AGGRESSIVE INTERNATIONAL TAX AVOIDANCE AND PUBLIC DISCLOSURE OF FOREIGN SUBSIDIARIES
OLLIGS, PIA
HERBERT, TANJA; OVERESCH, MICHAEL
Category: TX = Taxation
We analyze the relationship between public disclosure of group structures in Exhibit 21 and tax aggressiveness of U.S. multinational firms. Besides considering well-established ETR measures we use a new measure for the aggressive part of international tax avoidance. Our results suggest that tax aggressiveness increases for firms deciding to disclose less foreign subsidiaries in their Exhibit 21. Moreover, our study reveals that aggressive international tax avoidance is associated with tax haven operations and profit shifting opportunities.
THE RELATIONSHIP BETWEEN LEARNING APPROACHES, MOTIVATION, TIME SPENT AND ACADEMIC PERFORMANCE.
OPDECAM, EVELIEN
EVERAERT, PATRICIA; LESCRAUWAET, SHANA; MAUSSEN, SOPHIE
Category: ED = Accounting Education
The purpose of this study is threefold. First, we study whether there is a relation between motivation (intrinsic and extrinsic goal oriented) and learning approaches. Secondly, we will explore the relationship between the learning approaches and academic performance, while controlling for gender and ability. The third objective is to investigate the effect of the learning approaches on time spent, while taking into account the gender and ability differences among students. Surveys were executed in a first-year undergraduate accounting class during the academic year 2013-2014. Results show that on average the accounting students have a surface approach and that there is a large group of students who score low on both learning approaches. Secondly, this study revealed that intrinsic goal orientation and extrinsic goal orientation lead to the deep approach, therefore, teachers should try to influence the motivation of their students. Third, we found that the deep learning approaches results in more time spent on accounting and higher academic performance. Even if we control for time spent on accounting, the deep learning approach adds value to the regression analysis. So the deep learning approach should be encouraged within an accounting setting. Several ways to influence the motivation of students and to induce the deep learning approach are stipulated.
SUSTAINABILITY REPORTING IN THE ARAB MIDDLE EAST COUNTRIES: THE CASE OF EGYPTIAN BANKING SECTOR
OSMAN, MOHAMED
Category: SE = Social and Environmental Accounting
There has been no comprehensive study in relation to sustainability reporting in Arab Middle East Countries (AMEC) in both mediums (annual reports and websites). This study attempts to fill in the gap in the literature by exploring and bringing insights into sustainability reporting practices in annual reports and websites of Egyptian banks listed in the central bank of Egypt (Islamic and conventional banks). A concern will be to explore whether web can play an enabling role in Egypt as one of the AMEC. The theoretical framework adopted in this research has been informed by the critical accounting school debates. The research attempts to extend the use of the critical accounting model by drawing on post-colonial thinking to highlight the needs from non-western cultural perspective (Arab Middle East).
TURNING CREATIVITY INTO INNOVATION: HOW PERFORMANCE EVALUATION FACILITATES INNOVATION
OSTERMAIER, ANDREAS
UHL, MATTHIAS
Category: MA = Management Accounting
We explore how performance evaluation facilitates innovation (i.e., the implementation of creative ideas). Specifically, we contrast the effects of performance evaluation by users and non-users of creative ideas on creativity. We predict and find that performance evaluation by users of ideas as opposed to non-users prompts the creation of ideas that are not only creative, but also useful and thus likely to be implemented. Creators of ideas anticipate their evaluators' incentives and preferences. We conduct a two-step laboratory experiment where, first, words are created from letters and, second, either bought and used to create texts or rated for creativity. We find that performance evaluation by users motivates the creation of words that are both useful and creative. Evaluation by jurors who do not use the words prompts the creation of words that are creative, but less useful. This suggests performance evaluation by users as a means of aligning the creation and implementation of ideas. We contribute to prior research by linking creativity and innovation; in particular, we show how performance evaluation facilitates the implementation of creative ideas and thus can help foster innovation. Failure to implement creative ideas is costly. Our findings argue for performance evaluation by users to turn creativity into innovation. They are consistent with recent organizational trends such as crowdsourcing and user innovation.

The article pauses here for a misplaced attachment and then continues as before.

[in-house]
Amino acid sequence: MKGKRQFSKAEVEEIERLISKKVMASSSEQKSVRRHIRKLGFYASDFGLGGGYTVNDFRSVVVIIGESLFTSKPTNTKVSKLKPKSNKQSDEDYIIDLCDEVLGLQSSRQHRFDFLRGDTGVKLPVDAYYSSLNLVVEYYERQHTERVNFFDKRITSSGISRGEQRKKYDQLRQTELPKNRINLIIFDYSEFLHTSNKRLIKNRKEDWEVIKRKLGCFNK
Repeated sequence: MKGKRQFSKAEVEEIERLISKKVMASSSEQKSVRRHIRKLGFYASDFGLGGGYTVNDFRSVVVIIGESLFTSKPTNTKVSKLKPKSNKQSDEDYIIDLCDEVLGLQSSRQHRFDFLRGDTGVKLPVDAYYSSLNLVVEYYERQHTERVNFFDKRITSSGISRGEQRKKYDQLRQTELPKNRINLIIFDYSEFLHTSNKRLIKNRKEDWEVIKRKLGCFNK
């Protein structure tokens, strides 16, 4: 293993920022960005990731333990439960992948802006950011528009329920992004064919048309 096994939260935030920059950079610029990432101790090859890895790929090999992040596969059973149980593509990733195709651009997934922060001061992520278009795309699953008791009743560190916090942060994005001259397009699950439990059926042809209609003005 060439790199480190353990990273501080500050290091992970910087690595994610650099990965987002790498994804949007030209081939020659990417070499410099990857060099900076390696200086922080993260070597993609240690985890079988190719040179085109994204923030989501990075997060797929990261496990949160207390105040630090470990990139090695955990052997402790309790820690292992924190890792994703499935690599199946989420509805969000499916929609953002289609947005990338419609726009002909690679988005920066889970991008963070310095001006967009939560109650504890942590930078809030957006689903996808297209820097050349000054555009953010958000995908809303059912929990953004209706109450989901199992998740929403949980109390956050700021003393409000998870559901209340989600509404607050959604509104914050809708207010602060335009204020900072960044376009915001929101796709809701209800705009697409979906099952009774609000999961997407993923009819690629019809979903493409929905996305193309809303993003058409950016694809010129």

THE CONTENTS OF ASSURANCE STATEMENTS FOR SUSTAINABILITY REPORTS AND INFORMATION ASYMMETRY
OTT, CHRISTIAN
FUHRMANN, STEPHAN; GUENTHER, THOMAS; LOOKS, LISA
Category: AU = Auditing
Our paper provides empirical evidence about assurance processes and resulting assurance statements for voluntary sustainability reports under guidelines from the Global Reporting Initiative. Using hand-collected data from a content analysis, we analyze the relationship between such assurance statements and information asymmetry for a unique sample of STOXX Europe 600 companies. Our results indicate that only assurance statements with a low level of assurance risk are able to increase credibility and, thus, are negatively associated with information asymmetry. Tests of details of numerical data are inversely related to information asymmetry. Additionally, we provide evidence that descriptions of the assurance provider’s competencies and the sustainability assurance specific work steps become necessary in countries without regulations on sustainability reporting. This paper provides insight for standard setters in fostering effective assurance of voluntary reports, for voluntary report preparers in enhancing the reports’ credibility and for assurance providers in appropriately designing assurance processes and statements.